Land-related conflicts are a serious and growing problem in Burkina Faso, brought on by rising population pressure, changing attitudes towards traditional leadership, and farmland investment, all of which have aggravated longstanding land-use tensions.  A recent survey of smallholder farmers shows what kinds of land conflicts are of most concern and take the biggest toll on farmers’ livelihoods.

The survey, conducted in 2010 to help evaluate the work of the Millennium Challenge Corporation, was administered to 10,361 adults comprising 3,552 households in 377 villages. Over half of rural households indicated that land conflicts were at least somewhat of a concern, while over one-third indicated at least some concern about land expropriation.
Villagers identified six types of land-based conflicts, with conflicts between farmers and pastoralists the most commonly cited source of concern.  Damage caused by livestock, and conflicts related to access to water sources for livestock were foremost among these.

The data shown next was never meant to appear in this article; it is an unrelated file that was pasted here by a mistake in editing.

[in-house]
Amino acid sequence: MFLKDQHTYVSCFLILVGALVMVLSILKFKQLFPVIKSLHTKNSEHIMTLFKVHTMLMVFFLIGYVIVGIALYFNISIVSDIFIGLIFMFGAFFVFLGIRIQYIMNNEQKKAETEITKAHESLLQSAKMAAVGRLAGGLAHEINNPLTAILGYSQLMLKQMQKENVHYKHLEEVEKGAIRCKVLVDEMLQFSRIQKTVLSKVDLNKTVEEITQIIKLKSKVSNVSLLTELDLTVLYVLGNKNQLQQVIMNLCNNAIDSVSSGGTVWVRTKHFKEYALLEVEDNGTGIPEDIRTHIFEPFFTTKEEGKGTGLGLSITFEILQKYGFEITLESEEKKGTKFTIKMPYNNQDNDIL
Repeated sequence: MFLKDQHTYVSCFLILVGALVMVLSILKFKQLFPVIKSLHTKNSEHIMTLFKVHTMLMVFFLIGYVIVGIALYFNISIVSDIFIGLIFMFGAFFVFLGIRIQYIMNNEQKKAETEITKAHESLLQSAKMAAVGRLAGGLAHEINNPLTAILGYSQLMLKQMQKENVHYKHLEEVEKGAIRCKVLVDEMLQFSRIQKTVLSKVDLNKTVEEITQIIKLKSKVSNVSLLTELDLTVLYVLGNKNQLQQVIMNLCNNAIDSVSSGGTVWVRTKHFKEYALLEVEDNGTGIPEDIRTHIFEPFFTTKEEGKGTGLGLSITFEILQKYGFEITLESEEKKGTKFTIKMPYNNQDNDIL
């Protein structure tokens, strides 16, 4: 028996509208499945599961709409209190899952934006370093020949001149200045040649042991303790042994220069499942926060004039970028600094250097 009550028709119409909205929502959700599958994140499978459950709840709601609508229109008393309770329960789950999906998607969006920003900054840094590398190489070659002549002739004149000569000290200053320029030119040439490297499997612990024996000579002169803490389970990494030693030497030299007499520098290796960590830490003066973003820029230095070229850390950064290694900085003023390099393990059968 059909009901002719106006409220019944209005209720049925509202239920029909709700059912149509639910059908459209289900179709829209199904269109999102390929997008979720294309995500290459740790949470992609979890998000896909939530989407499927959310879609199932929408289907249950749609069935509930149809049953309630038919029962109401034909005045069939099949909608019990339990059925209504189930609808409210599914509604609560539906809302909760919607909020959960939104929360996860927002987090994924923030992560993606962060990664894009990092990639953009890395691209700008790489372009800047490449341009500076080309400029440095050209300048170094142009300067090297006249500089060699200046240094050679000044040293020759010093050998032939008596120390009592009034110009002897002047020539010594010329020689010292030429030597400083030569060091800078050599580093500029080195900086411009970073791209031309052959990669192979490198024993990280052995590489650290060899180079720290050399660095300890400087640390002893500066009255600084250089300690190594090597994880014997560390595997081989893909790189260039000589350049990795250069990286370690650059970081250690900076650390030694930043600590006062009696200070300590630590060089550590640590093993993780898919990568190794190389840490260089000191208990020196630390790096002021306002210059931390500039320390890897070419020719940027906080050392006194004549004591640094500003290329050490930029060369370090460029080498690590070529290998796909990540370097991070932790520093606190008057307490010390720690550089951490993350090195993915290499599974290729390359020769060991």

Other concerns included conflicts with migrants over rights to agricultural land; conflicts with non-residents seeking land for non-agricultural purposes; conflicts with former residents of the village returning to claim land; and inheritance conflicts.

Survey analysis indicates that vulnerability to conflicts related to migration and former residents returning to claim land are associated with large decreases in agricultural productivity (over 40 percent). Conflicts related to access to water for livestock also had a substantial impact on productivity.  

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Burkina Faso

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